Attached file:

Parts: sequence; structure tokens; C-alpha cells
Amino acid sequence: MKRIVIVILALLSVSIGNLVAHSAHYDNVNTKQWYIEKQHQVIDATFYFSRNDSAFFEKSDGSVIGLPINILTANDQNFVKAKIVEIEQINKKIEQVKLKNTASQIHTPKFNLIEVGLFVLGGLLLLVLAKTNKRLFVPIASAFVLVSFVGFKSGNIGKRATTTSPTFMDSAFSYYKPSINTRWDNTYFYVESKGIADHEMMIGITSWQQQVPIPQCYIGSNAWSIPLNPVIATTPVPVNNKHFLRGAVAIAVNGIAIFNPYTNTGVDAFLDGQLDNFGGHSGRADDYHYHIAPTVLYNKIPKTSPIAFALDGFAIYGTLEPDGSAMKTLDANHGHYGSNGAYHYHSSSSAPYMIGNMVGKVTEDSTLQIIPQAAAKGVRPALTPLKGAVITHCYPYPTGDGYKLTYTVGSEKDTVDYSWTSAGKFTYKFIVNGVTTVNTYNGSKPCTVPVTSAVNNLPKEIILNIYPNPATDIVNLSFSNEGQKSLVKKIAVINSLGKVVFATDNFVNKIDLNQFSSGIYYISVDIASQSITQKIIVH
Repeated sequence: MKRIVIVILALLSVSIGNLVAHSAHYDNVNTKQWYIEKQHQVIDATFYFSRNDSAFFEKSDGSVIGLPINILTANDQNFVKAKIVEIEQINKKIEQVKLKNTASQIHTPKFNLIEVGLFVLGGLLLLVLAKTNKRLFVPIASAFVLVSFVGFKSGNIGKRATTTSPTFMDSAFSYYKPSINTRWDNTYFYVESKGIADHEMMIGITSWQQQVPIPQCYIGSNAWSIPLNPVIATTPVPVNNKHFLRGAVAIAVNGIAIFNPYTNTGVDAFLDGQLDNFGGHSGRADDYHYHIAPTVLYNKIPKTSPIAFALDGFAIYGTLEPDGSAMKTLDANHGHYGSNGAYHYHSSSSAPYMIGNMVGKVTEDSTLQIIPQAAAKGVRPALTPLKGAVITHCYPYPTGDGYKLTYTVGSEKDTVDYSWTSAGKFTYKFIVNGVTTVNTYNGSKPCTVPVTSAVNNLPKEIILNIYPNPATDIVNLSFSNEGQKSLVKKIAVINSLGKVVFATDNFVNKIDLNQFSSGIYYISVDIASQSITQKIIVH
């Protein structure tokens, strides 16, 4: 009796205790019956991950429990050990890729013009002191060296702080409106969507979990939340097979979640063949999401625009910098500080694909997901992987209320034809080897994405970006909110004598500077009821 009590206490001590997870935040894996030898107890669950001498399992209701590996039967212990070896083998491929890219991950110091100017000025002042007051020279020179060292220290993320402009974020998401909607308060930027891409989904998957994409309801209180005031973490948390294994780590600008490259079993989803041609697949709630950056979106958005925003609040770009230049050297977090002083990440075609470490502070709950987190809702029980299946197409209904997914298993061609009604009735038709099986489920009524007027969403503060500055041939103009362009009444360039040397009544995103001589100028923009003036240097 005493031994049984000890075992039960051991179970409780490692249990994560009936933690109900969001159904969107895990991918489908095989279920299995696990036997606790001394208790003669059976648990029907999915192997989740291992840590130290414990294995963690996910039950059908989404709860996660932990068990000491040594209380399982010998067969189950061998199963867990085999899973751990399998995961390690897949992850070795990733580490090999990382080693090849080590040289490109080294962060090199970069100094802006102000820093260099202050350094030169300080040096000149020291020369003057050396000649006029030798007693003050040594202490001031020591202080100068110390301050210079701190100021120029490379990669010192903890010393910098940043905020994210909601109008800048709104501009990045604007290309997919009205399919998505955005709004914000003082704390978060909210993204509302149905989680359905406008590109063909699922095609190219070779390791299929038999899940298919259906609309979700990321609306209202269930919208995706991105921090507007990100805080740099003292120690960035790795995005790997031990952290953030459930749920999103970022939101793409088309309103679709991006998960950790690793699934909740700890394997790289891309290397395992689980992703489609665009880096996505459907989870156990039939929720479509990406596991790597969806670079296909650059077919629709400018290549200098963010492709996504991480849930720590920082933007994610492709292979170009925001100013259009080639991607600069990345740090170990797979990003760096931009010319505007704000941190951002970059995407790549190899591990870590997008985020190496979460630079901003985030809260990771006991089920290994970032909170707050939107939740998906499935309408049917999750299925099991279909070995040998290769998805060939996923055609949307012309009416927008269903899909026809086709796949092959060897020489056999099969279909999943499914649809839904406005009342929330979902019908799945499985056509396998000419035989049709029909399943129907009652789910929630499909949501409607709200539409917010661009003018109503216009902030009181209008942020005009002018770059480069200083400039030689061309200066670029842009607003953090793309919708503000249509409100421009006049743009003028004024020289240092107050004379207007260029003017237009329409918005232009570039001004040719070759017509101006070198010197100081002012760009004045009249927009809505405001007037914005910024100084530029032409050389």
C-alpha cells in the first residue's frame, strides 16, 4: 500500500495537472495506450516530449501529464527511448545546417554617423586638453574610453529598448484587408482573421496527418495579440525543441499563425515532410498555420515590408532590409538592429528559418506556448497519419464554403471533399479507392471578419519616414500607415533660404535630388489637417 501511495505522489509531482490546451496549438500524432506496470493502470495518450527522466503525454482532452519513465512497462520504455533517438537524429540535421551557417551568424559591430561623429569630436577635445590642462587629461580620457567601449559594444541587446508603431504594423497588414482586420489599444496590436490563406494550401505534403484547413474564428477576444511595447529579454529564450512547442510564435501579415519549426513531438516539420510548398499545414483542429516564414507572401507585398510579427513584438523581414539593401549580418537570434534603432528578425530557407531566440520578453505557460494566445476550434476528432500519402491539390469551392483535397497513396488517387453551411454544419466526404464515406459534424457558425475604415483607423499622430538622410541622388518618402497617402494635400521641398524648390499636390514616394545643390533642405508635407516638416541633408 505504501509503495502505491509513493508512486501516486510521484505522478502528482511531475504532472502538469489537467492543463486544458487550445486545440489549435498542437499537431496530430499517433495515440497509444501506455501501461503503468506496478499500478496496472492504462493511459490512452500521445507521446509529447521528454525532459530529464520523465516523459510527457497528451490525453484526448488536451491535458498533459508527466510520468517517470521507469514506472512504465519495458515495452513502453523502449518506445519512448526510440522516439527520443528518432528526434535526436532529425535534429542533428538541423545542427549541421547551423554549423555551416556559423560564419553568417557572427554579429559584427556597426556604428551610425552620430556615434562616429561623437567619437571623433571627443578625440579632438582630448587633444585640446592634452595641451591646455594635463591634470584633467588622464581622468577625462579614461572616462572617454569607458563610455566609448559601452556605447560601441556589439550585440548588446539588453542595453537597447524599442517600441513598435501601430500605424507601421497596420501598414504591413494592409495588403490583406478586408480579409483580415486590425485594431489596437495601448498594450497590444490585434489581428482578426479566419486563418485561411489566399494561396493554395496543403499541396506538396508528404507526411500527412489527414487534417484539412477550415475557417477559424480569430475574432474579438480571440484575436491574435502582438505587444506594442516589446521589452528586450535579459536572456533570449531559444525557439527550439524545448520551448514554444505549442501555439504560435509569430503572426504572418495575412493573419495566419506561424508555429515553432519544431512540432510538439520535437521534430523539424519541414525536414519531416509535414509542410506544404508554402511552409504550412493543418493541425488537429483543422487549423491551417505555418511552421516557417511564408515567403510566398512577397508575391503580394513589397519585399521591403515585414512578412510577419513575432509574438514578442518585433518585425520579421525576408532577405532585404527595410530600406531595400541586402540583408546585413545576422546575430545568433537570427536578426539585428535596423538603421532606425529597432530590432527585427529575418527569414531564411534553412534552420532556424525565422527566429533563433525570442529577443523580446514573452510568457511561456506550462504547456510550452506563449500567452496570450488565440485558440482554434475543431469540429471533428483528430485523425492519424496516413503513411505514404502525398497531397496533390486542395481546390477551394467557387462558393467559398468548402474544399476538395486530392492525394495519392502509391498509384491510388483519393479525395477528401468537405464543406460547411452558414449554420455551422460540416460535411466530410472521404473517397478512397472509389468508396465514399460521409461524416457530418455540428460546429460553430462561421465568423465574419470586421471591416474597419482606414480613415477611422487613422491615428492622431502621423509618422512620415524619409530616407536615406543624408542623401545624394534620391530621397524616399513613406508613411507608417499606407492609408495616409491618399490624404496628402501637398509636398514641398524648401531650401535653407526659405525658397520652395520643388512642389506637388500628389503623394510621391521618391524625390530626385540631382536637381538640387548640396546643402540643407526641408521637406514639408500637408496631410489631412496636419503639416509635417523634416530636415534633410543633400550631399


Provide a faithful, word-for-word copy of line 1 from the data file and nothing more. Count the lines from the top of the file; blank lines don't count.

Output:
Parts: sequence; structure tokens; C-alpha cells